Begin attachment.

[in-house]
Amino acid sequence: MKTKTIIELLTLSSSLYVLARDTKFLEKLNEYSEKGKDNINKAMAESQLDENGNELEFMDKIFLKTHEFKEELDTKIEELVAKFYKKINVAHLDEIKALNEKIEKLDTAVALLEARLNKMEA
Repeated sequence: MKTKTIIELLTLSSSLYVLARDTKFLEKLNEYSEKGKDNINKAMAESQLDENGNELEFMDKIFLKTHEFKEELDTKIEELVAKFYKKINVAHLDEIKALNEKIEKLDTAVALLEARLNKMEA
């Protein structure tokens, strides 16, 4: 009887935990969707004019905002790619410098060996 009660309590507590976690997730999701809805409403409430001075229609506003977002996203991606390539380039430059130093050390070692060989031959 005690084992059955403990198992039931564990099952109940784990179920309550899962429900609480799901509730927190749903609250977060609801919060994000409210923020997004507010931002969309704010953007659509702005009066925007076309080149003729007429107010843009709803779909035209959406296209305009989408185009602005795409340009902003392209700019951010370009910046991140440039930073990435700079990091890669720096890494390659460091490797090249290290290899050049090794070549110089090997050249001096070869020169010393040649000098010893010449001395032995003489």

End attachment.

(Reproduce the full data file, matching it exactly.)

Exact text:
[in-house]
Amino acid sequence: MKTKTIIELLTLSSSLYVLARDTKFLEKLNEYSEKGKDNINKAMAESQLDENGNELEFMDKIFLKTHEFKEELDTKIEELVAKFYKKINVAHLDEIKALNEKIEKLDTAVALLEARLNKMEA
Repeated sequence: MKTKTIIELLTLSSSLYVLARDTKFLEKLNEYSEKGKDNINKAMAESQLDENGNELEFMDKIFLKTHEFKEELDTKIEELVAKFYKKINVAHLDEIKALNEKIEKLDTAVALLEARLNKMEA
């Protein structure tokens, strides 16, 4: 009887935990969707004019905002790619410098060996 009660309590507590976690997730999701809805409403409430001075229609506003977002996203991606390539380039430059130093050390070692060989031959 005690084992059955403990198992039931564990099952109940784990179920309550899962429900609480799901509730927190749903609250977060609801919060994000409210923020997004507010931002969309704010953007659509702005009066925007076309080149003729007429107010843009709803779909035209959406296209305009989408185009602005795409340009902003392209700019951010370009910046991140440039930073990435700079990091890669720096890494390659460091490797090249290290290899050049090794070549110089090997050249001096070869020169010393040649000098010893010449001395032995003489």